Playwright Richard Byrne announced on his blog this week that WSC Avant Bard, the Washington area’s most pun-tastic theater company, will stage a reading of his new play Nero/Pseudo at Artisphere on May 30. While this one-night-only event will be a reading rather than a full production, it will feature live music performed by celebrated punk-turned-“insurgent country” musician Jon Langford and his frequent collaborator Jim Elkington.

Langford is an original member of the still-active art-punk group The Mekons, as well as Skull Orchard (in which he plays with Elkington), the Waco Brothers, the Three Johns, and other Chicago-based outfits too numerous to list. Langford is also a writer and artist who has made hundred of protraits of famous musicians. (You can see his portrait of Buddy Guy hanging outside of the Birchmere’s music hall.)

Byrne (a former Washington City Paper staffer) says he and Langford have known each other since “the late ’80s or early ’90s,” when Byrne was a music writer for St. Louis’ Riverfront Times. In January 2011, Byrne flew to Chicago, where the Welsh-born Langford has lived since 1992, to persuade him to write music for the song lyrics Byrne had written into the script. “He was my first choice,” Byrne says.

Nero/Pseudo is about the first of several men who impersonated the notorious Roman emperor Nero Claudius Caesar following his suicide in 68 A.D. The imposter pulled off his charade not only via his Neroesque facial features, but through his ability to mimic Nero’s style when singing and playing the lyre.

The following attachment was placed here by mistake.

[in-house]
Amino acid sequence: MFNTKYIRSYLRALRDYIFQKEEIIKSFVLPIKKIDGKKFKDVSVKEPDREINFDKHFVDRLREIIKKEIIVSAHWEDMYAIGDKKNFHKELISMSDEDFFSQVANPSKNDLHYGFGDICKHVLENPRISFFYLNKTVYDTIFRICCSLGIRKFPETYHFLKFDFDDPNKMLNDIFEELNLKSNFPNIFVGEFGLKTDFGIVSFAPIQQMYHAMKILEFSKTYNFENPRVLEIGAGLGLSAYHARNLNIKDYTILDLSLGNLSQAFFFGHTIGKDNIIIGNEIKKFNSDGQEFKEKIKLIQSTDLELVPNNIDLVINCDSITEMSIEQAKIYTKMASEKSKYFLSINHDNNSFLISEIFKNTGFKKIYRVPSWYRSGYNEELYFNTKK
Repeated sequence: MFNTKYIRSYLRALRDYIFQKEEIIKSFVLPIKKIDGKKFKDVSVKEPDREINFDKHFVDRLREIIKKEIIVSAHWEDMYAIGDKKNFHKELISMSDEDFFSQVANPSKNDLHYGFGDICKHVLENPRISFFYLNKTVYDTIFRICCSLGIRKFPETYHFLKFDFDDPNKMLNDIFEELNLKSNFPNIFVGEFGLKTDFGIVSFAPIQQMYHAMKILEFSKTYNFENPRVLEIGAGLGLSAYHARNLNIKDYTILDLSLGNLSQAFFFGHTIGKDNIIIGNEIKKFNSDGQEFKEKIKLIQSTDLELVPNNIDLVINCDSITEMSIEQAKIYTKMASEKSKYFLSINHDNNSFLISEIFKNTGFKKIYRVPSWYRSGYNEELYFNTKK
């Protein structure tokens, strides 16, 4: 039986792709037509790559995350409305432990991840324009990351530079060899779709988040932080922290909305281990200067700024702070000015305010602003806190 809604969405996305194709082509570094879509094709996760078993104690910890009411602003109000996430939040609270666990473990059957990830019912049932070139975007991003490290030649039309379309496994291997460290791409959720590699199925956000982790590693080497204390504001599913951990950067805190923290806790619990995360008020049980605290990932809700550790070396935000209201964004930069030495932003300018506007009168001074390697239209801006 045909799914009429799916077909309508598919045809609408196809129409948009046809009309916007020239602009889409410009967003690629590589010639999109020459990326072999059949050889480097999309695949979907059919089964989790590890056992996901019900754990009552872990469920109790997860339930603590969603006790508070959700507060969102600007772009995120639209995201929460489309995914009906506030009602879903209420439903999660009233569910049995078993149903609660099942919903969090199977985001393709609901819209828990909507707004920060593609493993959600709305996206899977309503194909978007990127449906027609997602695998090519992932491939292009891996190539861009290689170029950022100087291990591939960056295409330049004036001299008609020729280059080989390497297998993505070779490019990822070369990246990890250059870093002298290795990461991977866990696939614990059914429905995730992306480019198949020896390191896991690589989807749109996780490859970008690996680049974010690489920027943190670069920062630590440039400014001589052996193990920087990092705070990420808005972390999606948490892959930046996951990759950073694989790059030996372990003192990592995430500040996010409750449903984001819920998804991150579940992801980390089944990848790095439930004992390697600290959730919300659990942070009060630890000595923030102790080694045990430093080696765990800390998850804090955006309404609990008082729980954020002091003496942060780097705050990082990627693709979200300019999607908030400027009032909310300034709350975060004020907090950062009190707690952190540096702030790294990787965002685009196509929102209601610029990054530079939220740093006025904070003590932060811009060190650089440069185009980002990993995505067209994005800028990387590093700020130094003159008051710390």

“I got more and more obsessed with Nero’s poem about the fall of Troy,” Byrne says. “Only three lines of it have survived the centuries. They’re not even very interesting lines. I saw an opportunity as a playwright…The piece starting edging into glam-rockist territory.”

Though no one would apply the adjective glam to any of the wildly prolific Langford’s songs, Byrne knew from Langford’s interviews that the glam rock of the late ’60s and early ’70s had been an early inspiration to him. “I think part of what sold him on it was that it was glam,” Byrne says. “It’s definitely not an alt-country thing. It’s working a different muscle.” Byrne said he heard nothing from the very busy Langford for several months until last August, when five complete songs arrived.

Nero’s attempts to curry public favor through his music (and of course through torture and sexual mutilation of those who offended him) were addressed in Arena Stage’s just-closed production of You, Nero.